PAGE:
2017 Theses Doctoral
Thalamo-prefrontal substrates regulating cognitive behaviors in mice
A hallmark of intelligence in humans and other animals is the ability to engage in complex behaviors geared towards achieving far-removed goals. Such behavior relies on a set of diverse and sophisticated mental processes that are collectively referred to as cognitive or executive in nature. The prefrontal cortex (PFC) has long been considered the primary neural locus for such processes. From humans down to rodents, damage to the PFC has been shown to impair cognition and executive function. In neuropsychiatric disorders such as schizophrenia, dysfunction of the PFC has been strongly linked to cognitive dysfunction.
PFC functioning however, necessarily relies on interactions within and between networks of interconnected neurons. Across species, the PFC has been anatomically defined as the region of cortex reciprocally connected with the mediodorsal thalamus (MD), a definition that suggests PFC functioning cannot be divorced from that of its main thalamic counterpart. Indeed, an increasing number of studies have demonstrated the involvement of MD in cognitive behaviors. Schizophrenia patients performing cognitive tasks also exhibit decreased MD activity, with growing evidence for decreased functional connectivity with the PFC.
The studies presented here seek to build on this literature using the mouse as a model organism. Taking advantage of recent tools for temporally- and spatially-restricted manipulations of neural activity we show that a relatively mild and reversible decrease in MD activity is capable of impairing two cognitive behaviors classically shown to be PFC-dependent – behavioral flexibility and working memory. Simultaneously recording MD and PFC activity while mice perform a spatial working memory task, we show task modulations of synchronous MD-PFC activity that are disrupted by a primary decrease in MD activity. Following up on this finding using pathway-specific manipulations of MD-to-PFC and PFC-to-MD neural connections, we provide behavioral and neurophysiological evidence that these circuits serve as distinct neural substrates for working memory maintenance and retrieval. Together, these findings provide causal evidence in support of an association between thalamo-prefrontal dysfunction and cognitive impairment, and may enable the development of more selective therapeutic strategies for cognitive disorders such as schizophrenia.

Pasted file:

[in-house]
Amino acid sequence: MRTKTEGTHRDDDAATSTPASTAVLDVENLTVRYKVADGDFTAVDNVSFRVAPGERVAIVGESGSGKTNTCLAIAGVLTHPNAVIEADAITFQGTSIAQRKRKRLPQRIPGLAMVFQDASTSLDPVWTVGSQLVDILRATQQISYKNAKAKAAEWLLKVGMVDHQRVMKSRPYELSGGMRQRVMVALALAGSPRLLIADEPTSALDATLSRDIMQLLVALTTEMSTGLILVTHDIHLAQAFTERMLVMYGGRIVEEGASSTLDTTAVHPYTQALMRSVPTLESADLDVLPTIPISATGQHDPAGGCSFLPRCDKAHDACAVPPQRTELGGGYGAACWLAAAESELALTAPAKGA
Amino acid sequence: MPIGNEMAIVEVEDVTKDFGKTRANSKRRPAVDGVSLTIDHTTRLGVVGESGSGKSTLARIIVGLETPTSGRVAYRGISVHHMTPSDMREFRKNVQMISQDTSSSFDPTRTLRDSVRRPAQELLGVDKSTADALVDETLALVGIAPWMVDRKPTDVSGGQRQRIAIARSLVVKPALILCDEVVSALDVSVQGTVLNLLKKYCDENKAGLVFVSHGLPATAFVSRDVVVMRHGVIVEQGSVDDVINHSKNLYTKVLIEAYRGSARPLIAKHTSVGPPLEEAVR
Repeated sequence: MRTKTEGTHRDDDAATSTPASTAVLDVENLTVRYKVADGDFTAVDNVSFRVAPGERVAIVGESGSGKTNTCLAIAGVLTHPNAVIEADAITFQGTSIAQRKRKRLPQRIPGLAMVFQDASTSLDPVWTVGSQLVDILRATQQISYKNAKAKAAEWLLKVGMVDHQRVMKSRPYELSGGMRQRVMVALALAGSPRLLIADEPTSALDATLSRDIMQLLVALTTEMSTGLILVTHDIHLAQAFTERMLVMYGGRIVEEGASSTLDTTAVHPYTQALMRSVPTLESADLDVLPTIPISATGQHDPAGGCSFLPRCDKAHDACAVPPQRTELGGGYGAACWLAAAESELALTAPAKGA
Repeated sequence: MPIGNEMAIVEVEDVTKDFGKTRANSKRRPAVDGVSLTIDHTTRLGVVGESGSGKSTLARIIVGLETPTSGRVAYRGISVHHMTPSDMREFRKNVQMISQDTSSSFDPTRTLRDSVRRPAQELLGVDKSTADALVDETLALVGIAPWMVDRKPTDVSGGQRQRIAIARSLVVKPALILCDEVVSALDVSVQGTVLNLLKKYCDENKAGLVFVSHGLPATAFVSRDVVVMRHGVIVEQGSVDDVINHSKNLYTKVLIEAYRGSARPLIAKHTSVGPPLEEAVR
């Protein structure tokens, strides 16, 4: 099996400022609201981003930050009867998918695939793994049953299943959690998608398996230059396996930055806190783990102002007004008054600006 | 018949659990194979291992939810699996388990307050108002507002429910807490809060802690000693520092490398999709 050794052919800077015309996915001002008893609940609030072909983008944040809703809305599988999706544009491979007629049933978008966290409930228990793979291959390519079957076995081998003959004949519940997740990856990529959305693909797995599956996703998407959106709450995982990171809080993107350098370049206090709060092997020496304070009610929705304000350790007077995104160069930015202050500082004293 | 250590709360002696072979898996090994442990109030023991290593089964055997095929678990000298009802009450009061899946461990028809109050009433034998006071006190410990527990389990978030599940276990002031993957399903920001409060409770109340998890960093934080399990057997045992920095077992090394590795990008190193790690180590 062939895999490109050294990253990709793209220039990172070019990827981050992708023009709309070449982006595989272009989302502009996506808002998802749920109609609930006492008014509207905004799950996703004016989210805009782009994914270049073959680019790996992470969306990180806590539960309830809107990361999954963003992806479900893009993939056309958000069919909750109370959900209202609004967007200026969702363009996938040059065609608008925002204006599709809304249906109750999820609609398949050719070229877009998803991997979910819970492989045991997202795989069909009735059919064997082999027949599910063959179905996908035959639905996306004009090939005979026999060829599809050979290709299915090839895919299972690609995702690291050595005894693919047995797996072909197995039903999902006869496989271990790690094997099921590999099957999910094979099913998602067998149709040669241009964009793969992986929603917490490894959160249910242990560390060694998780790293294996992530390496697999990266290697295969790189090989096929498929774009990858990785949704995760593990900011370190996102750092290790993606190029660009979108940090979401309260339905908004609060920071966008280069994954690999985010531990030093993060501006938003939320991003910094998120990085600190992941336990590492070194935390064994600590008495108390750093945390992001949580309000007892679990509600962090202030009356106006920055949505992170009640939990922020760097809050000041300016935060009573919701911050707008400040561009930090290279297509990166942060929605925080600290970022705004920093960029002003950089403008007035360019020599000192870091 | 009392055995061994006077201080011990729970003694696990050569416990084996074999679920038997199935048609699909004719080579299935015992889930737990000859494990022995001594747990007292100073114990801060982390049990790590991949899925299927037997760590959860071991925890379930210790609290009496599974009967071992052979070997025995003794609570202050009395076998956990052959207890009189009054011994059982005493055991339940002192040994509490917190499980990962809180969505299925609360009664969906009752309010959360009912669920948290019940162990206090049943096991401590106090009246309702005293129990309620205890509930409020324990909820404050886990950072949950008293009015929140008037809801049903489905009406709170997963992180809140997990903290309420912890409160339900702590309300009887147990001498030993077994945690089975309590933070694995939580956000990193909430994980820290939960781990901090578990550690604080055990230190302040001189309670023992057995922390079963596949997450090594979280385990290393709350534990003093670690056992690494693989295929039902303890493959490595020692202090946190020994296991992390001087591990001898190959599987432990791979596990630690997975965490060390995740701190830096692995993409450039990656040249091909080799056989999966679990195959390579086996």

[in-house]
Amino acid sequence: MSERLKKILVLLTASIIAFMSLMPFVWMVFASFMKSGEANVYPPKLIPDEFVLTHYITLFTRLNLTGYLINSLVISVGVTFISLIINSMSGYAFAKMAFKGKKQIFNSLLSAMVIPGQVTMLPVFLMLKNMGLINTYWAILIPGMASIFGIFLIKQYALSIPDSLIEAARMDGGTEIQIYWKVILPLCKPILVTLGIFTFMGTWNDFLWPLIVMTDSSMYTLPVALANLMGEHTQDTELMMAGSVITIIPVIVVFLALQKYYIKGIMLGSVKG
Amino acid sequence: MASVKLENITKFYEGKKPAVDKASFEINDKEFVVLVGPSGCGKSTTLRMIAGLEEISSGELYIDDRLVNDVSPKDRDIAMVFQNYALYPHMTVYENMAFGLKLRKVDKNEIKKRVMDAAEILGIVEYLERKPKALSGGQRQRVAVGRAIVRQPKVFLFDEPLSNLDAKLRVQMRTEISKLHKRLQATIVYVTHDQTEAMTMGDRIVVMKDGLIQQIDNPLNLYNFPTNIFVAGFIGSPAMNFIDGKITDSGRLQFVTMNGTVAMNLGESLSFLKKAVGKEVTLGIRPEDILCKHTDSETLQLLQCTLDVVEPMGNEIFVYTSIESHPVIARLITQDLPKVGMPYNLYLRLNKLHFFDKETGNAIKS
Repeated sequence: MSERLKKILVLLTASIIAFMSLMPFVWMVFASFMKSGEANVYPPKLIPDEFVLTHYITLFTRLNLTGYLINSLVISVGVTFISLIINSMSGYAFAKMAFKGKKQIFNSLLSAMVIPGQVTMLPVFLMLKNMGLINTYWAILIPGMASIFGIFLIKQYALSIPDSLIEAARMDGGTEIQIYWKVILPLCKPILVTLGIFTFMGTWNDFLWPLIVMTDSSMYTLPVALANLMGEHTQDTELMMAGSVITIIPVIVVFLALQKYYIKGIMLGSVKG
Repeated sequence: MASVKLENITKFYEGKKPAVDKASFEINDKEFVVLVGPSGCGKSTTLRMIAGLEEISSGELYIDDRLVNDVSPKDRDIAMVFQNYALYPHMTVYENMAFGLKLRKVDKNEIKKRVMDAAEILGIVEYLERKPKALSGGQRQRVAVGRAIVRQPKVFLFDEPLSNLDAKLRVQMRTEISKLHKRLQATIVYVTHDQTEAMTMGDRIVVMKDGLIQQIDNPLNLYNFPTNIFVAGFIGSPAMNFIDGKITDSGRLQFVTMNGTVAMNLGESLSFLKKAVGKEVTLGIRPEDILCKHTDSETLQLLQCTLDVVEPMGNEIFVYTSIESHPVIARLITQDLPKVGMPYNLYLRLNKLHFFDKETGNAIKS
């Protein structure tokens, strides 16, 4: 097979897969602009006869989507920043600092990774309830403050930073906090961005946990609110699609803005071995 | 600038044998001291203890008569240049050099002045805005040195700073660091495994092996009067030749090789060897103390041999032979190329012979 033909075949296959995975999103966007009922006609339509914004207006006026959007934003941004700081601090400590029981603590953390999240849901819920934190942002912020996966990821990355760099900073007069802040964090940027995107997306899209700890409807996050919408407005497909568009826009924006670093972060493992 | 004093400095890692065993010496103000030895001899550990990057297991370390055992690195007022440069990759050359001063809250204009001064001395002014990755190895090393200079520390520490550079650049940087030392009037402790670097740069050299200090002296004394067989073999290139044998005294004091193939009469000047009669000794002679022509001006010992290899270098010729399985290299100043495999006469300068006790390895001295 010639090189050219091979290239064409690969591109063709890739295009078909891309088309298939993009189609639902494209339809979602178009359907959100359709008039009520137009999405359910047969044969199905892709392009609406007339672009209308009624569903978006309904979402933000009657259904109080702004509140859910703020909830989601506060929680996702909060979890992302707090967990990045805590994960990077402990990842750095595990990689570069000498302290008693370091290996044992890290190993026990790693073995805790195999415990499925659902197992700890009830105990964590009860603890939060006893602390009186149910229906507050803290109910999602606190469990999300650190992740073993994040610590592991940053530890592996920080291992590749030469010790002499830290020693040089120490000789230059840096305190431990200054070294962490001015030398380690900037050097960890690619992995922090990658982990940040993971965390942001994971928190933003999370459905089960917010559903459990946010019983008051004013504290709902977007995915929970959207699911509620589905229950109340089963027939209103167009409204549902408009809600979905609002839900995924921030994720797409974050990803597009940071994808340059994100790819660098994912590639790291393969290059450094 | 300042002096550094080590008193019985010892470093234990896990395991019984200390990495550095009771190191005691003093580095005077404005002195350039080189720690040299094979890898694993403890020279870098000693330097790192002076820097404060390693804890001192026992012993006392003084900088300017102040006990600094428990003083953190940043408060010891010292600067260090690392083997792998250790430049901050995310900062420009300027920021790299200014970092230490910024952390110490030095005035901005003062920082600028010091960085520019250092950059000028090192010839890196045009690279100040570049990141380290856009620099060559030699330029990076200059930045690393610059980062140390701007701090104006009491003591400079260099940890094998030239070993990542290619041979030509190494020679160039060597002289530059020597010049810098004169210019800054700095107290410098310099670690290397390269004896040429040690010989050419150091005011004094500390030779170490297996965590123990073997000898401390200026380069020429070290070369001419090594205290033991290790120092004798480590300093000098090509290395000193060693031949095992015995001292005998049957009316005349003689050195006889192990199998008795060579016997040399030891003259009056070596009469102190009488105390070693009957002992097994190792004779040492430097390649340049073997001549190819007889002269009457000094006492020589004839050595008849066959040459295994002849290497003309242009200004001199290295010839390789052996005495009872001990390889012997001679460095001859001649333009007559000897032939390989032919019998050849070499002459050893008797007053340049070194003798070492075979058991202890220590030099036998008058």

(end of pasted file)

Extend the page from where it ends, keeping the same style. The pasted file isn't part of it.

- Bolkan_columbia_0054D_13729.pdf binary/octet-stream 30 MB Download File
More About This Work
- Academic Units
- Neurobiology and Behavior
- Thesis Advisors
- Kellendonk, Christoph B.
- Ph.D., Columbia University
- Published Here
- January 24, 2017